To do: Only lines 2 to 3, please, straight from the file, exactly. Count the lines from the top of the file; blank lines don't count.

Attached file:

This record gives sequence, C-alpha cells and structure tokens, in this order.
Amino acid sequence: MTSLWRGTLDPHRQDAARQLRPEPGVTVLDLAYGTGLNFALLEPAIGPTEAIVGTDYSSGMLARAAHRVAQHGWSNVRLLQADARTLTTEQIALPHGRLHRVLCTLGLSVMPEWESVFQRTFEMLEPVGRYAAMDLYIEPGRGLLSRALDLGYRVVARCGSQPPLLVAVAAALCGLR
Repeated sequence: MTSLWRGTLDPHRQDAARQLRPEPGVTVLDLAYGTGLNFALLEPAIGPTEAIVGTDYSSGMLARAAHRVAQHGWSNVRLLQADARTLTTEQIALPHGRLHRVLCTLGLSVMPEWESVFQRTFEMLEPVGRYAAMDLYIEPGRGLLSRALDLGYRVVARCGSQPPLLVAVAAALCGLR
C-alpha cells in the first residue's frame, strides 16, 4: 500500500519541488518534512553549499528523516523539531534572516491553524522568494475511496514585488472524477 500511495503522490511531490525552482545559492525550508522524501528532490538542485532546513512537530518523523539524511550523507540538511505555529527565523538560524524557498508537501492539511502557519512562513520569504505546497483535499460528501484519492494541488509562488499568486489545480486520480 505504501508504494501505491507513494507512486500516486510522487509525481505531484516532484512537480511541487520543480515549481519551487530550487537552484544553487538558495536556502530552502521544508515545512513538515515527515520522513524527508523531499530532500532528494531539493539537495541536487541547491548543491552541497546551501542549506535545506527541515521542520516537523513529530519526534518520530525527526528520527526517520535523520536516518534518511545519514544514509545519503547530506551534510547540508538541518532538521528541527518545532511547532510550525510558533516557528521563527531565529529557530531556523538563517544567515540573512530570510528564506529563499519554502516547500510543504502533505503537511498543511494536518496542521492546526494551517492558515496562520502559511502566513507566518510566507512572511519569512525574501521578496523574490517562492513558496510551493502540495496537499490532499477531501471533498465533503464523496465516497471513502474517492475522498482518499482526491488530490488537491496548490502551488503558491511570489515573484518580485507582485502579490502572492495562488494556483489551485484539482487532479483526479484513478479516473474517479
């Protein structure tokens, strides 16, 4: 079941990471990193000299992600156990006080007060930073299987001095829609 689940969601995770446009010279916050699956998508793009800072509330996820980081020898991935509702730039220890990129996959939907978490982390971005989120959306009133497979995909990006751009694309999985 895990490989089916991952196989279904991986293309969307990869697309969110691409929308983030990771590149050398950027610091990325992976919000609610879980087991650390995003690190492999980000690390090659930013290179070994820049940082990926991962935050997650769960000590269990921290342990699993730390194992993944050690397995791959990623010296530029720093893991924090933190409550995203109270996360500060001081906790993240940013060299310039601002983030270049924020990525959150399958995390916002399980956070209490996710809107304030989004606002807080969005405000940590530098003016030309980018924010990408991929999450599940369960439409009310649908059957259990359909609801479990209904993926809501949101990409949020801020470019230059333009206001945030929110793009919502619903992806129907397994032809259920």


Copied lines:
Amino acid sequence: MTSLWRGTLDPHRQDAARQLRPEPGVTVLDLAYGTGLNFALLEPAIGPTEAIVGTDYSSGMLARAAHRVAQHGWSNVRLLQADARTLTTEQIALPHGRLHRVLCTLGLSVMPEWESVFQRTFEMLEPVGRYAAMDLYIEPGRGLLSRALDLGYRVVARCGSQPPLLVAVAAALCGLR
Repeated sequence: MTSLWRGTLDPHRQDAARQLRPEPGVTVLDLAYGTGLNFALLEPAIGPTEAIVGTDYSSGMLARAAHRVAQHGWSNVRLLQADARTLTTEQIALPHGRLHRVLCTLGLSVMPEWESVFQRTFEMLEPVGRYAAMDLYIEPGRGLLSRALDLGYRVVARCGSQPPLLVAVAAALCGLR